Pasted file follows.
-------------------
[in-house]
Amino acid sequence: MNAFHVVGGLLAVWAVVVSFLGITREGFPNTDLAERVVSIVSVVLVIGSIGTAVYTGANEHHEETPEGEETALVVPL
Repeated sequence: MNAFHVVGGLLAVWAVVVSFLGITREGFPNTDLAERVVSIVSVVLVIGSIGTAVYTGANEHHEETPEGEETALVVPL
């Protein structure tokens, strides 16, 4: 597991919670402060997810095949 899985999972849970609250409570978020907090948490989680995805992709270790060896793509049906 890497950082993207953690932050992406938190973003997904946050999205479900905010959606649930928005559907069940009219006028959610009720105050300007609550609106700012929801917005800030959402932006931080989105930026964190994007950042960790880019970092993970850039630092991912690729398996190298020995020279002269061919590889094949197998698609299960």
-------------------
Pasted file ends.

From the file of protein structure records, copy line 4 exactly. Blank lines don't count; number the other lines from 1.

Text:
């Protein structure tokens, strides 16, 4: 597991919670402060997810095949 899985999972849970609250409570978020907090948490989680995805992709270790060896793509049906 890497950082993207953690932050992406938190973003997904946050999205479900905010959606649930928005559907069940009219006028959610009720105050300007609550609106700012929801917005800030959402932006931080989105930026964190994007950042960790880019970092993970850039630092991912690729398996190298020995020279002269061919590889094949197998698609299960």